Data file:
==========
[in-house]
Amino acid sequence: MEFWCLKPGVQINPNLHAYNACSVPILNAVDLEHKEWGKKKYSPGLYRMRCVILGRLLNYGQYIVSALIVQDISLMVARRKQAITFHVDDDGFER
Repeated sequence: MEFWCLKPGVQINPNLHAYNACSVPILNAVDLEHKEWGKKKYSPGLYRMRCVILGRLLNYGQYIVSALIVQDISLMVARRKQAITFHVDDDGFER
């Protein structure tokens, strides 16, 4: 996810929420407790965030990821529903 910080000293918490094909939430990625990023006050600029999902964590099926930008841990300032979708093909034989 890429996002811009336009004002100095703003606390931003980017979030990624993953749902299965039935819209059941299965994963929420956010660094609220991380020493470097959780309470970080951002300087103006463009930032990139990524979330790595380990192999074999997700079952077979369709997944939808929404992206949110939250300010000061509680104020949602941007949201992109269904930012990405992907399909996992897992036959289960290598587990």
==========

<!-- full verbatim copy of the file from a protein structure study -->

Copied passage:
[in-house]
Amino acid sequence: MEFWCLKPGVQINPNLHAYNACSVPILNAVDLEHKEWGKKKYSPGLYRMRCVILGRLLNYGQYIVSALIVQDISLMVARRKQAITFHVDDDGFER
Repeated sequence: MEFWCLKPGVQINPNLHAYNACSVPILNAVDLEHKEWGKKKYSPGLYRMRCVILGRLLNYGQYIVSALIVQDISLMVARRKQAITFHVDDDGFER
């Protein structure tokens, strides 16, 4: 996810929420407790965030990821529903 910080000293918490094909939430990625990023006050600029999902964590099926930008841990300032979708093909034989 890429996002811009336009004002100095703003606390931003980017979030990624993953749902299965039935819209059941299965994963929420956010660094609220991380020493470097959780309470970080951002300087103006463009930032990139990524979330790595380990192999074999997700079952077979369709997944939808929404992206949110939250300010000061509680104020949602941007949201992109269904930012990405992907399909996992897992036959289960290598587990």